Respect does not mean complete agreement on all issues. There are people I respect for their intelligence and compassion whose opinions differ radically from my own. I’m not sure I’d seek their review for the book cover of any future book I write, but they are still people I will talk with, argue with, and agree to disagree with.

And there are times when each of us, like Farakkan, will need to support people who don’t necessarily agree with or even like us. There are many instance where I have to look at a panel of candidates for jobs / offices / appointments where I don’t see anyone who would really represent me, and in many cases all of them would make my life harder (a lot of scientists don’t think money and effort should be “wasted” on public outreach at the level that I do it). That doesn’t mean I should always waste my voice by saying “No one is acceptable.” I have to look at the candidates and say, “This person is someone who I don’t totally agree with, but whose judgments I think will be the most beneficial in this situation.” I would hope that even if the person I support doesn’t like me, that they would respect my decision to support them.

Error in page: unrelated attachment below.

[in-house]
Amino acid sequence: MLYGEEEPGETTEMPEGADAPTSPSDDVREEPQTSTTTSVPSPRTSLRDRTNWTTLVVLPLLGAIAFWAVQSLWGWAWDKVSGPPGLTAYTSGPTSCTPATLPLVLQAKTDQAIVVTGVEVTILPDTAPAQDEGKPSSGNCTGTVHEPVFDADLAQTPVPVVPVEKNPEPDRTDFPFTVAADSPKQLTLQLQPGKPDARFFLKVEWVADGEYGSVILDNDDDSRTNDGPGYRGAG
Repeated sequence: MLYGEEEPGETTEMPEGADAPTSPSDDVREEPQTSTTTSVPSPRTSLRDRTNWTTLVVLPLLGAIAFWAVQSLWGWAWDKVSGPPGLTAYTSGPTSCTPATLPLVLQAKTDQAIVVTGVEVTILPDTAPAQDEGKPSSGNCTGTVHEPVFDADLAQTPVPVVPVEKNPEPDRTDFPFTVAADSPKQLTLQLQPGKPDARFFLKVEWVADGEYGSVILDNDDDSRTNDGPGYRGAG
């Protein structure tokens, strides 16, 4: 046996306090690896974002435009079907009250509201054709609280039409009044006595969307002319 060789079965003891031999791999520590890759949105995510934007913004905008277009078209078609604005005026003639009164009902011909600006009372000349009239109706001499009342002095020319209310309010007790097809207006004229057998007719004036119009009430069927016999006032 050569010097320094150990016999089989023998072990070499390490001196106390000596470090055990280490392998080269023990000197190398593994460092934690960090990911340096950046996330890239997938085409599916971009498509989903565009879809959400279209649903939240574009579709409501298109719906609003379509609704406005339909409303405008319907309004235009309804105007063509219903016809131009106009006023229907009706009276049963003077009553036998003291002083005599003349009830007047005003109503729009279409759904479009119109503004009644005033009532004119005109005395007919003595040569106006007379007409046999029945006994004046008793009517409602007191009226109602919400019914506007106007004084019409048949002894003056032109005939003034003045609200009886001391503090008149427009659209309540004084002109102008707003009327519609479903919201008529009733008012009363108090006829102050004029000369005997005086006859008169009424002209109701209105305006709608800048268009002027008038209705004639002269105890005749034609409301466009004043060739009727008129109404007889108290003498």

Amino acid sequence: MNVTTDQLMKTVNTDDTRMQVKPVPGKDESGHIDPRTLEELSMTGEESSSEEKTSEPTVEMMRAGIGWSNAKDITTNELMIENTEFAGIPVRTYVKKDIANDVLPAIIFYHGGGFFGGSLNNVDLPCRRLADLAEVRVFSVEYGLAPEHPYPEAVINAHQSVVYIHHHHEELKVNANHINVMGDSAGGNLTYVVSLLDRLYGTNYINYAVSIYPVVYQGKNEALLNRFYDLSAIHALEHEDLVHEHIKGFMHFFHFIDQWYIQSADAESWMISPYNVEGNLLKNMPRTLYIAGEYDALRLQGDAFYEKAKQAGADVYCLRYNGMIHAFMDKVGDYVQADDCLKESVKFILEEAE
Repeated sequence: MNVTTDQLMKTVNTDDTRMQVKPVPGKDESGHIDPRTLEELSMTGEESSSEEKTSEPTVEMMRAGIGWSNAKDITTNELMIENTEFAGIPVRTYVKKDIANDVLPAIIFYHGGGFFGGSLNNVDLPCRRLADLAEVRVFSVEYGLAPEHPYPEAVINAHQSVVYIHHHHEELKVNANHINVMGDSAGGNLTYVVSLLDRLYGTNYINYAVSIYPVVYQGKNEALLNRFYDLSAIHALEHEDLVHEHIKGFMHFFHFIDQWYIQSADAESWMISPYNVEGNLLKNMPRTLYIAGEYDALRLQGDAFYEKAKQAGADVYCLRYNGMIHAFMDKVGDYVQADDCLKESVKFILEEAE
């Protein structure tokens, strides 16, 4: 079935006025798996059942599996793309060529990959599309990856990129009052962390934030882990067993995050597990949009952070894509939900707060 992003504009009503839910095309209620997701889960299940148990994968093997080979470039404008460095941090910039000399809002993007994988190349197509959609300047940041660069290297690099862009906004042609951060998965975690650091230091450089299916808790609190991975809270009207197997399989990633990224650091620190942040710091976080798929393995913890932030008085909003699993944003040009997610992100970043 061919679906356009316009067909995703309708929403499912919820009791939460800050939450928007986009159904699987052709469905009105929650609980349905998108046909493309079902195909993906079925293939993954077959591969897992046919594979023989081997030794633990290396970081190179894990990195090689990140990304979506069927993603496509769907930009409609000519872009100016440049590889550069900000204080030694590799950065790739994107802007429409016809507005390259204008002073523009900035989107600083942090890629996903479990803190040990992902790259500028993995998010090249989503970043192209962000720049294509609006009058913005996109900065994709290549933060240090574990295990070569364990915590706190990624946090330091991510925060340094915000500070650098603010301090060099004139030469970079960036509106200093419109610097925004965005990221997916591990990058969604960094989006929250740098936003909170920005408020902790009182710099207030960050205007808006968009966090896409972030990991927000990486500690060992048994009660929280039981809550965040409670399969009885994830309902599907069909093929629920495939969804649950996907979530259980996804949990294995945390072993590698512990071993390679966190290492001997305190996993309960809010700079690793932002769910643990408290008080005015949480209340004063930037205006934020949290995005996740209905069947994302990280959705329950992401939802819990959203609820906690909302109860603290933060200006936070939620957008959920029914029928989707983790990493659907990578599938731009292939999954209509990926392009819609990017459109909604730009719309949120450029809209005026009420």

Hilary, what happened to allowing people the freedom to support whom they want to support and believe what they want to believe? What happened to the freedom of speech and the freedom of thought? Why do you demand that we reject people instead of rejecting ideas?

Barrack, keep telling us what ideals you embrace and what ideals you reject (and if you could throw in some specifics on your policy ideas, it would be appreciated).   Keep respecting people and supporting the idea that each of us has the ability to move this nation forward (just please tell us how you want to move this nation forward with some specifics, please).

And please, both of you, show us that you respect the American people.